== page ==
Sunday Bible Reflections

The Good Shepherd

One Flock: Scott Hahn Reflects on the Sixteenth Sunday in Ordinary Time

As the Twelve return from their first missionary journey in today’s Gospel, our readings continue to reflect on the authority and mission of the Church.

Jeremiah says in the First Reading that Israel’s leaders, through godlessness and fanciful teachings, had misled and scattered God’s people. He promises God will send a shepherd, a king and son of David, to gather the lost sheep and appoint for them new shepherds (see Ezekiel 34:23).

Appearance on the Mountain in Galilee

The Church’s Mission: Scott Hahn Reflects on the Fifteenth Sunday in Ordinary Time

In commissioning the Apostles in today’s Gospel, Jesus gives them, and us, a preview of His Church’s mission after the Resurrection.

His instructions to the Twelve echo those of God to the twelve tribes of Israel on the eve of their exodus from Egypt. The Israelites likewise were sent out with no bread and only one set of clothes, wearing sandals and carrying a staff (see Exodus 12:11; Deuteronomy 8:2–4). Like the Israelites, the Apostles are to rely solely on the providence of God and His grace.

L'Innocence, William-Adolphe Bouguereau

Son of Mary: Scott Hahn Reflects on the Fourteenth Sunday in Ordinary Time

As we've walked with the apostles in the Gospels in recent weeks, we've witnessed Jesus command the wind and sea, and order a little girl to arise from the dead. But He seems to meet His match in His hometown of Nazareth. Today's Gospel is blunt: “He was not able to perform any mighty deed there.

Jesus Raises Jairus’ Daughter from the Dead

Arise!: Scott Hahn Reflects on the Thirteenth Sunday in Ordinary Time

God, who formed us in His imperishable image, did not intend for us to die, we hear in today’s First Reading. Death entered the world through the devil’s envy and Adam and Eve’s sin; as a result, we are all bound to die.

But in the moving story in today’s Gospel, we see Jesus liberate a little girl from the possession of death.

The Storm on the Sea of Galilee

In the Storm: Scott Hahn Reflects on the Twelfth Sunday in Ordinary Time

Readings: Job 38:1, 8-11 Psalm 107:23-26, 28-31 2 Corinthians 5:14-17 Mark 4:35-41 “Do you not yet have faith?” Our Lord’s question in today’s Gospel frames the Sunday liturgies for the remainder of the year, which the Church calls “Ordinary Time.” In the weeks ahead, the Church’s liturgy will have us journeying with Jesus and His …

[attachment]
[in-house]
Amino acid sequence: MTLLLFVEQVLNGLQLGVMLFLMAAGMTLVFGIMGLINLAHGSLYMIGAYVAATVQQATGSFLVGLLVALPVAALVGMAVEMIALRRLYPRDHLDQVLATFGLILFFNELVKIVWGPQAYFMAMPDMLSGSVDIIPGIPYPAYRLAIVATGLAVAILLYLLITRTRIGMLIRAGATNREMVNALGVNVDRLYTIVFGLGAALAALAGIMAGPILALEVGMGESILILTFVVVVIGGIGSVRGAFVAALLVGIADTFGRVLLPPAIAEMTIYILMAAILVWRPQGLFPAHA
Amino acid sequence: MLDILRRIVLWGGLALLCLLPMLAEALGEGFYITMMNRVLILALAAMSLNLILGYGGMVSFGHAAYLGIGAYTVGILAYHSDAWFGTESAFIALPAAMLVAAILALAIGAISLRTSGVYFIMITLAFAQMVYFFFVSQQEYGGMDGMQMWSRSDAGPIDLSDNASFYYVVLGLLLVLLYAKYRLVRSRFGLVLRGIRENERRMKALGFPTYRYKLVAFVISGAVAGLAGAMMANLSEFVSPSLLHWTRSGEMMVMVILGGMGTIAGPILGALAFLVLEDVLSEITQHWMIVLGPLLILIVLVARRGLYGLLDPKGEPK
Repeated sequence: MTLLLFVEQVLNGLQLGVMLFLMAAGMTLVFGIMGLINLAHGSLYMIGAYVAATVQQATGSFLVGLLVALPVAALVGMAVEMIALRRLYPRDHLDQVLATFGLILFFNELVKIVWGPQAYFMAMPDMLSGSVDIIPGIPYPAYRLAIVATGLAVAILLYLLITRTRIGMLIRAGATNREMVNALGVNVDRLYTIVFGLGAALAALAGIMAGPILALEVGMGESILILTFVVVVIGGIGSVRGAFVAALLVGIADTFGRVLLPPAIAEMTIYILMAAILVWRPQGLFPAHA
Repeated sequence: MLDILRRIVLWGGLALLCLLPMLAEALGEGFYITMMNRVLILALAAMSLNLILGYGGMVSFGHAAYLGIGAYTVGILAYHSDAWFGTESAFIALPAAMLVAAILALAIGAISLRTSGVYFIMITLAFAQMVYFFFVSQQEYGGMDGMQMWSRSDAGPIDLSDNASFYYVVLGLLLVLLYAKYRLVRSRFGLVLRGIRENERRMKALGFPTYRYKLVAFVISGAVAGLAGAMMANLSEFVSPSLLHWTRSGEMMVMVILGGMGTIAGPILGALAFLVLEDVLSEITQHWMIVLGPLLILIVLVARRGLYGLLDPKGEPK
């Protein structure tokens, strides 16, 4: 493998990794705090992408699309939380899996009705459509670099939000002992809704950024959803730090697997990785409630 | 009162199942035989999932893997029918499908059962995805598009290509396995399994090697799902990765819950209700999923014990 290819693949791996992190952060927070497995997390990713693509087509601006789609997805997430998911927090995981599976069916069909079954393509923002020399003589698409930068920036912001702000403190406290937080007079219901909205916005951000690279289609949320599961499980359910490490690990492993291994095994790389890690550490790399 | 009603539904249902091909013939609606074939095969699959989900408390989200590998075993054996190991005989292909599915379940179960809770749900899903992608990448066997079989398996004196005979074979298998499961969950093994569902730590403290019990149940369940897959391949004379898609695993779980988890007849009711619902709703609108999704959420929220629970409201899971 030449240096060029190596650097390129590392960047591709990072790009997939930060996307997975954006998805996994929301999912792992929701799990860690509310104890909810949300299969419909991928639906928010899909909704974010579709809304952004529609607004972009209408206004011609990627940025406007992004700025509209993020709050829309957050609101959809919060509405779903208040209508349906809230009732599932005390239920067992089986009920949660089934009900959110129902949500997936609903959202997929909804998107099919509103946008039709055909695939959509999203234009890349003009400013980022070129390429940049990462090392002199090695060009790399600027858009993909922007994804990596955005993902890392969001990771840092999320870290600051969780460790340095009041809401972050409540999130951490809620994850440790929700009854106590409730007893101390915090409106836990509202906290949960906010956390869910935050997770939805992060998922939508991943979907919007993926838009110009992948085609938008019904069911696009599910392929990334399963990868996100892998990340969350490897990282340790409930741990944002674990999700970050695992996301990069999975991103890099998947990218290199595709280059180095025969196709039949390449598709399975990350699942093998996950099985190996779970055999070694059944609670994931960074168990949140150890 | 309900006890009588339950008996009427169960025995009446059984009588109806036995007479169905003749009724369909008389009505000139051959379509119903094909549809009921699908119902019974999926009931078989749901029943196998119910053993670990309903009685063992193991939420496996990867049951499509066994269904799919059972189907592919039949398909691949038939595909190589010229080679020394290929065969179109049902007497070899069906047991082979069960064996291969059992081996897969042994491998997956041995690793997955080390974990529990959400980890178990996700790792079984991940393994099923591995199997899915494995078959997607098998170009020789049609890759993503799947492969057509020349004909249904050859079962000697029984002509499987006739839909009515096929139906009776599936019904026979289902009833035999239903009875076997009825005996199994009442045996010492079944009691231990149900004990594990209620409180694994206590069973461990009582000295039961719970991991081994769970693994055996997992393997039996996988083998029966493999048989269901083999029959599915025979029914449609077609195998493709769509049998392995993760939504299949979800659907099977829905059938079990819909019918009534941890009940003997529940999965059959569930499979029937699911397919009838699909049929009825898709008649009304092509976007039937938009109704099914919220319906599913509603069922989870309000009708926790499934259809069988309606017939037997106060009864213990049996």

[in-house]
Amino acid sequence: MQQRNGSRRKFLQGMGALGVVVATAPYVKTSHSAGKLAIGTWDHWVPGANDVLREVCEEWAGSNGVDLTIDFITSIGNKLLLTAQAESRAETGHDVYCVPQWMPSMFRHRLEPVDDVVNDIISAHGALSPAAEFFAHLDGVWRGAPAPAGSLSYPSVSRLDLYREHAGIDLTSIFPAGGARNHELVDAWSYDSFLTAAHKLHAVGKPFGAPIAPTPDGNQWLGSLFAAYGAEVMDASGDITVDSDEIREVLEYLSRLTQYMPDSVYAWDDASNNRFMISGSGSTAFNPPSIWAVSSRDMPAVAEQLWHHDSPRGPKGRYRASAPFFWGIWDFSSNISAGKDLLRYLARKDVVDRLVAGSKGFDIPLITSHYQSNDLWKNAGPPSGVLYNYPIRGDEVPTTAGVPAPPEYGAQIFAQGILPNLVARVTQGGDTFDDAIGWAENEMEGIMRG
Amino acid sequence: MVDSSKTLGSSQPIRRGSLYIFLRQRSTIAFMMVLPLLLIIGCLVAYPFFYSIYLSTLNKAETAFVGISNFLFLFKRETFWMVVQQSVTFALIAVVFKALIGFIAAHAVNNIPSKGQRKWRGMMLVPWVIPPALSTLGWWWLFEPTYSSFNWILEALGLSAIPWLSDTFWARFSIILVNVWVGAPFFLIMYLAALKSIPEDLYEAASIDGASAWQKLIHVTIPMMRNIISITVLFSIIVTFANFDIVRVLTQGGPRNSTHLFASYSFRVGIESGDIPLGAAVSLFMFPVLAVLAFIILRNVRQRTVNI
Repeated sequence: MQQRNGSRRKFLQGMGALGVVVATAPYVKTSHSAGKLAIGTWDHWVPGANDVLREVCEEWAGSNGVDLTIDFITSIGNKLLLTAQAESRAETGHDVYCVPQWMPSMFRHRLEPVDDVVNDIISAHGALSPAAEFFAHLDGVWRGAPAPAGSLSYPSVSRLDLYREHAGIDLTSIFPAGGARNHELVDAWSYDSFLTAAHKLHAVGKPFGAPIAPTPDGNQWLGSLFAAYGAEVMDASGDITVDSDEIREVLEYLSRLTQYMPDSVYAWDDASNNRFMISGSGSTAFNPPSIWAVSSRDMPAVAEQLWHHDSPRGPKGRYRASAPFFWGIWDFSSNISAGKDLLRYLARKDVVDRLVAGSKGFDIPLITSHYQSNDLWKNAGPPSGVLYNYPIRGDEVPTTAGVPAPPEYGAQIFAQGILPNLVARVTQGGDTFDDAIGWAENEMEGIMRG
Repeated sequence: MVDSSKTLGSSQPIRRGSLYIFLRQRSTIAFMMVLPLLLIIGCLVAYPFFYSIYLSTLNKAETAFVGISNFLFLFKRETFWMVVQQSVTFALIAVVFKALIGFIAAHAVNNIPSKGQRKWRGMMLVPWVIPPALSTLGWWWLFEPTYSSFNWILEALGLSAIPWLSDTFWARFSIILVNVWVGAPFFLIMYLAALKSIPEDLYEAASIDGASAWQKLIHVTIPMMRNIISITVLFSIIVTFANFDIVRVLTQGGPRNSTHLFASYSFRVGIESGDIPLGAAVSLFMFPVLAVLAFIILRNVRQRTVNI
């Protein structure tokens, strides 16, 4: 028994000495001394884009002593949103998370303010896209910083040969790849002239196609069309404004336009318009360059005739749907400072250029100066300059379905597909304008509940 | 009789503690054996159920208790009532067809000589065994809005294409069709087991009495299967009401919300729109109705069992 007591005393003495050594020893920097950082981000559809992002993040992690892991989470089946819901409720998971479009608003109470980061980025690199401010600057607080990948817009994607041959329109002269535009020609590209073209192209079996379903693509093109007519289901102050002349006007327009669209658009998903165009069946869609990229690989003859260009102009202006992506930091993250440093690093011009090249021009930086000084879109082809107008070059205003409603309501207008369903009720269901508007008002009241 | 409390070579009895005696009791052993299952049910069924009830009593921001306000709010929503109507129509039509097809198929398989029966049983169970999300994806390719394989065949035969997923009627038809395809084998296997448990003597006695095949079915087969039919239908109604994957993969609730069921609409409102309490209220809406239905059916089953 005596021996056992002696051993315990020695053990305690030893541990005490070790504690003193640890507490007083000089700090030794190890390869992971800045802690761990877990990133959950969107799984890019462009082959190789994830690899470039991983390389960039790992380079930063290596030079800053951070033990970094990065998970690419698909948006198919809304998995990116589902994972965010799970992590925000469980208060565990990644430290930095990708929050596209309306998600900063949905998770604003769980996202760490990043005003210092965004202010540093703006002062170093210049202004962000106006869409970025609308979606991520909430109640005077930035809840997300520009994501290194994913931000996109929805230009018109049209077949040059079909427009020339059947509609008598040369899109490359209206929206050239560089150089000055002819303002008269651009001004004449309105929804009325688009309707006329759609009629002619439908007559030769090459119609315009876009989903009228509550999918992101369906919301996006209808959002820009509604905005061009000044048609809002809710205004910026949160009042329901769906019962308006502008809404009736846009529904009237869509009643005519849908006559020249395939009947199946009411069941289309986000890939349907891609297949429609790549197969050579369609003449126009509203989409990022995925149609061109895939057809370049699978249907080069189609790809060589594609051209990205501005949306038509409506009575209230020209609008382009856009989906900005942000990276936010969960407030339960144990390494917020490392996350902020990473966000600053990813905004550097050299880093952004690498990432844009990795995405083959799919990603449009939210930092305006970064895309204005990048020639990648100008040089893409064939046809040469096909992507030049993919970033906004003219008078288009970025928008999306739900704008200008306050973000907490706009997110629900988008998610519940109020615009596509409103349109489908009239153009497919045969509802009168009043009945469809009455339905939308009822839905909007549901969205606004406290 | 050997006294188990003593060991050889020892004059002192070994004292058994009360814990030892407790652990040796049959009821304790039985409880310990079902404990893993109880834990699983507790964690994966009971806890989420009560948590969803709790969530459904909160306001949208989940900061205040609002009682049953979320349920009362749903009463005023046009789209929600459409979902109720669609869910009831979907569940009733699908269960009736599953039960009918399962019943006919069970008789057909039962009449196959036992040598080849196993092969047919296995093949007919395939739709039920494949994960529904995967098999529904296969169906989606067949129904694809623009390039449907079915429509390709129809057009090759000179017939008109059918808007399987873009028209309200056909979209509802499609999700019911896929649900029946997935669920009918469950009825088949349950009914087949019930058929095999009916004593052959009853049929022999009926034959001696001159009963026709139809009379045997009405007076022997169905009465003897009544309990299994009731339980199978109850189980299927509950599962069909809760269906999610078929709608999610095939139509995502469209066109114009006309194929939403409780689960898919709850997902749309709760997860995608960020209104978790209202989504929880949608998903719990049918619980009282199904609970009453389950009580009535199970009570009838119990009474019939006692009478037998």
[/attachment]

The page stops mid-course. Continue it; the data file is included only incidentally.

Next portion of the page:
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Tree of Righteousness: Scott Hahn Reflects on the Eleventh Sunday in Ordinary Time

In the cryptic message of the prophet Ezekiel, long centuries before the Lord’s coming, God gave His people reason to hope. Ezekiel glimpsed a day when the Lord God would place a tree on a
mountain in Israel, a tree that would “put forth branches and bear fruit.” Who could have predicted that the tree would be a cross on the hill of Calvary, and that the fruit would be salvation?

Christ Pantocrator, St. Catherine's Monastery, Mt. Sinai, 6th c.

Blood of the Covenant: Scott Hahn Reflects on Corpus Christi

All of today’s readings are set in the context of the Passover. The First Reading recalls the old covenant celebrated at Sinai following the first Passover and the Exodus.

In sprinkling the blood of the covenant on the Israelites, Moses was symbolizing God’s desire in this covenant to make them His family, His “blood” relations.

Quoting Moses’ words in today’s Gospel, Jesus elevates and transforms this covenant symbol to an extraordinary reality. In the new covenant made in the blood of Christ, we truly become one with His
body and blood.

The Holy Trinity

Family of Love: Scott Hahn Reflects on the Solemnity of the Holy Trinity

Last Sunday, we celebrated the sending of the Spirit, which sealed God’s new covenant and made a new creation.

In this new creation, we live in the family of God, who has revealed himself as a Trinity of love. We share in His divine nature through His Body and Blood (see 2 Peter 1:4). This is the meaning of the three feasts that cap the Easter season— Pentecost, Trinity Sunday, and Corpus Christi.

Pentecost

A New Wind: Scott Hahn Reflects on Pentecost Sunday

The giving of the Spirit to the new people of God crowns the mighty acts of the Father in salvation history.

The Jewish feast of Pentecost called all devout Jews to Jerusalem to celebrate their birth as God’s chosen people in the covenant Law given to Moses at Sinai (see Leviticus 23:15–21; Deuteronomy 16:9–11).

The Ascension

The Good News: Scott Hahn Reflects on the Ascension of the Lord

In today’s first reading, St. Luke gives the surprising news that there is more of the story to be told. The story did not end with the empty tomb, or with Jesus’ appearances to the Apostles over the course of forty days. Jesus’ saving work will have a liturgical consummation. He is the great high priest, and he has still to ascend to the heavenly Jerusalem, there to celebrate the feast in the true Holy of Holies.